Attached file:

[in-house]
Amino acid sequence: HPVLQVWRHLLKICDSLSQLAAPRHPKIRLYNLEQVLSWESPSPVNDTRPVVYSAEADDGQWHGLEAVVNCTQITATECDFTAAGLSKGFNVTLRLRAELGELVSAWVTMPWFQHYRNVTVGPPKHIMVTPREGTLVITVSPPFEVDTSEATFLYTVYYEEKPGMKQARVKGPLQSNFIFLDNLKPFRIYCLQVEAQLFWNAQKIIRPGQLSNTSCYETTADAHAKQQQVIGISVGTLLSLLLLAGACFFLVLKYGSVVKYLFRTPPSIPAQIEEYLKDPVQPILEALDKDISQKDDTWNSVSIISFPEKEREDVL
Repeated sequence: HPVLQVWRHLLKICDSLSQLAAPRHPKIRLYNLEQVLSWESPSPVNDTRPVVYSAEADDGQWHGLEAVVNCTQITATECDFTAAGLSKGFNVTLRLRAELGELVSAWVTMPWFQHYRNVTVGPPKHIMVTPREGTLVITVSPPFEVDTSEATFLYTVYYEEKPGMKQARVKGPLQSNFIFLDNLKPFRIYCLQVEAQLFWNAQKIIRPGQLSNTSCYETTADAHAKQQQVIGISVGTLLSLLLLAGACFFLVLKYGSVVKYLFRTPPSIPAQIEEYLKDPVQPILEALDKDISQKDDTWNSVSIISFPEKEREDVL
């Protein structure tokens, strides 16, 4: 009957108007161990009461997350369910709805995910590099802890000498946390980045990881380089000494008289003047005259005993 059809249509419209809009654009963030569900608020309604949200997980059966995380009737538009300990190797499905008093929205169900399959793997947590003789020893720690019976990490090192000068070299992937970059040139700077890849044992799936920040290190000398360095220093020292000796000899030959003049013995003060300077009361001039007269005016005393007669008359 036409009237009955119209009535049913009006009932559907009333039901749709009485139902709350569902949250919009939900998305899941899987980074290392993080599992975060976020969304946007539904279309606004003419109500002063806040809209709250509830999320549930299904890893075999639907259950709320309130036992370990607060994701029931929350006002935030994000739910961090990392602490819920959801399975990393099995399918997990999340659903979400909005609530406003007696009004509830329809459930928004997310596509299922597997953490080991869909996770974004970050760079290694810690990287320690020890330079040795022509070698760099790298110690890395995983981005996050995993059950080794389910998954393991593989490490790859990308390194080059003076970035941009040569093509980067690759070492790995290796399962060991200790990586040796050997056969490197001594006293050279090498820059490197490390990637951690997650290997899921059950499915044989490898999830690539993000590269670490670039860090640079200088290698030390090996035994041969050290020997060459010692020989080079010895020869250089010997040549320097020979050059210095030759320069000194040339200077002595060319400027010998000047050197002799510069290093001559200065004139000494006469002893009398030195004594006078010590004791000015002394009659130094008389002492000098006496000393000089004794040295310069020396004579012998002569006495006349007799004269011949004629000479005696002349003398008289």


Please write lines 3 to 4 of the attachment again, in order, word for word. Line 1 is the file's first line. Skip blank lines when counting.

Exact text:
Repeated sequence: HPVLQVWRHLLKICDSLSQLAAPRHPKIRLYNLEQVLSWESPSPVNDTRPVVYSAEADDGQWHGLEAVVNCTQITATECDFTAAGLSKGFNVTLRLRAELGELVSAWVTMPWFQHYRNVTVGPPKHIMVTPREGTLVITVSPPFEVDTSEATFLYTVYYEEKPGMKQARVKGPLQSNFIFLDNLKPFRIYCLQVEAQLFWNAQKIIRPGQLSNTSCYETTADAHAKQQQVIGISVGTLLSLLLLAGACFFLVLKYGSVVKYLFRTPPSIPAQIEEYLKDPVQPILEALDKDISQKDDTWNSVSIISFPEKEREDVL
């Protein structure tokens, strides 16, 4: 009957108007161990009461997350369910709805995910590099802890000498946390980045990881380089000494008289003047005259005993 059809249509419209809009654009963030569900608020309604949200997980059966995380009737538009300990190797499905008093929205169900399959793997947590003789020893720690019976990490090192000068070299992937970059040139700077890849044992799936920040290190000398360095220093020292000796000899030959003049013995003060300077009361001039007269005016005393007669008359 036409009237009955119209009535049913009006009932559907009333039901749709009485139902709350569902949250919009939900998305899941899987980074290392993080599992975060976020969304946007539904279309606004003419109500002063806040809209709250509830999320549930299904890893075999639907259950709320309130036992370990607060994701029931929350006002935030994000739910961090990392602490819920959801399975990393099995399918997990999340659903979400909005609530406003007696009004509830329809459930928004997310596509299922597997953490080991869909996770974004970050760079290694810690990287320690020890330079040795022509070698760099790298110690890395995983981005996050995993059950080794389910998954393991593989490490790859990308390194080059003076970035941009040569093509980067690759070492790995290796399962060991200790990586040796050997056969490197001594006293050279090498820059490197490390990637951690997650290997899921059950499915044989490898999830690539993000590269670490670039860090640079200088290698030390090996035994041969050290020997060459010692020989080079010895020869250089010997040549320097020979050059210095030759320069000194040339200077002595060319400027010998000047050197002799510069290093001559200065004139000494006469002893009398030195004594006078010590004791000015002394009659130094008389002492000098006496000393000089004794040295310069020396004579012998002569006495006349007799004269011949004629000479005696002349003398008289």